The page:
Posterity of the christening with senior executives

CEBU ACE CREWS AOM BIANCA Camsarmax-type bulk carrier AOM Bianca adds to Cebu Ace-Maritime International clientile, enabling the largest Cebu-based manning agency to continue with brisk growth. The US$35-million vessel is the fourth new built delivered January 2017 to Grace Ocean. The Bianca sails under the flag of Singapore, has 229m length overall and beam of 32m; gross tonnage of 43016, 81,600 deadweight; with Hull no. SC259; IMO no. 9728215, MMSI no. 563008600 and call sign 9V3783. Ceremonies. The weather low pressure did not damp the naming and delivery ceremonies, except expected delays like bunkering yet from Batangas. In the evening of Jan 10th, a Catholic

mass was officiated by Fr. John Mission Director of Apostleship of the Sea Stella Maris-Cebu. Tsuneishi Heavy Industries-Cebu delivers the vessel from its shipyard in Balamban, Cebu, with C/E Alexander Pineda accepting as president of Cebu Ace- Maritime International Inc. Capt. Loreto Ruyeras, Cebu AceMaritime Intl., Inc. GM and C/E Christopher Delos Santos, Bright Star Shipmanagement Head of Technical Dept, led the staff and crew families in the blessing of the ship’s facilities. Ceremonies started morning of Jan 11th, with the singing of the national anthems and raising of the flags of Italy, Japan and the Philippines. Even with light showers, ati-atihan (tribal) drums blared and dancers welcomed incoming guests,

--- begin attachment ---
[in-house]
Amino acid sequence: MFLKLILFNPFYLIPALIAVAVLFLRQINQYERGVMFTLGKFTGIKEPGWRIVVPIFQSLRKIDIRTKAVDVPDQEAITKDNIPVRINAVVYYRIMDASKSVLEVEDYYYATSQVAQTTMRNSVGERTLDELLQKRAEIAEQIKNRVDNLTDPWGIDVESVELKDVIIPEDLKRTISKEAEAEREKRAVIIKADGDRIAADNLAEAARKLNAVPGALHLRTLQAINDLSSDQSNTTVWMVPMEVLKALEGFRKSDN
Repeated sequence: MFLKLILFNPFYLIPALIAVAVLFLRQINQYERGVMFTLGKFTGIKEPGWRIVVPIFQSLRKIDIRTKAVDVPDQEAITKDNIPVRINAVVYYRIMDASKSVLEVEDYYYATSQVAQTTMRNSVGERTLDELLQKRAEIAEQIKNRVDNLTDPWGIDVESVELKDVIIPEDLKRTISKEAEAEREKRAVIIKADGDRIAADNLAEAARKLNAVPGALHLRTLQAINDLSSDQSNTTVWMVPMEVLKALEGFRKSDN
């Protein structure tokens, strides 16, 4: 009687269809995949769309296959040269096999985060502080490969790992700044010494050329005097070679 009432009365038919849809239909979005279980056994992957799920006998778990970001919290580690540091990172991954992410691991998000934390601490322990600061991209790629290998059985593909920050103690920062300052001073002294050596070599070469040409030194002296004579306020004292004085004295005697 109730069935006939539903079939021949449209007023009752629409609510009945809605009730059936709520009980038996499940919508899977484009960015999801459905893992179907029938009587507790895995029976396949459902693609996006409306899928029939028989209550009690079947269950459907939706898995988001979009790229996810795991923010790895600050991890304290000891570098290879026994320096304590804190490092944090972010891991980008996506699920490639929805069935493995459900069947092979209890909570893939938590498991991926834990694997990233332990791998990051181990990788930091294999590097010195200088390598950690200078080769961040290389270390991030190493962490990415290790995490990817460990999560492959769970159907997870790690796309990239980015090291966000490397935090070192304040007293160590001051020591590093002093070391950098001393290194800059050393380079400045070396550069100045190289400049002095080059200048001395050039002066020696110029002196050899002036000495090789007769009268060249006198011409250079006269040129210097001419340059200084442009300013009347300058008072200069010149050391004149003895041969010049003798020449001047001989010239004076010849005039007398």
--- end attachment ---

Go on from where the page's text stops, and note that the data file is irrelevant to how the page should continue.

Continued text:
as elementary pupils were by the side also witnessing the launch. Godfather is Raffaele Zagari of Augustea Group, the vessel charterer naming the bulk carrier AOM Bianca. Godmother who axed the rope which tethers the ship is Mrs. Teo Siew Ai, wife of Anthony Heng, Director of Grace Ocean Private. Japanese shipbuilders craft a special axe for each new vessel. After the launching ceremony, they present the axe to the vessel’s owner as a gift. Confetti flurried as Tsuneishi music played to special guests: Yoshimasa Abe, Director, Grace Ocean Private Ltd. Capt. Alberto Malaga, Bright Star Shipmanagement Katsurica Koike, Branch Manager, Ocean Harmony Review Service Capt. NicoloTerrei, Chairman, Augustea Ship Manning Phils Mr. Toshio Entani, Director, Cebu AceMaritime Intl., Inc. Mr. Tokuhiro Koizumi, Owner’s Rep, Cebu Ace-Maritime Intl., Inc. C/E Alexander Pineda, Pres., Cebu AceMaritime Intl, Inc.

Blessing the Camsarmax-type bulk carrier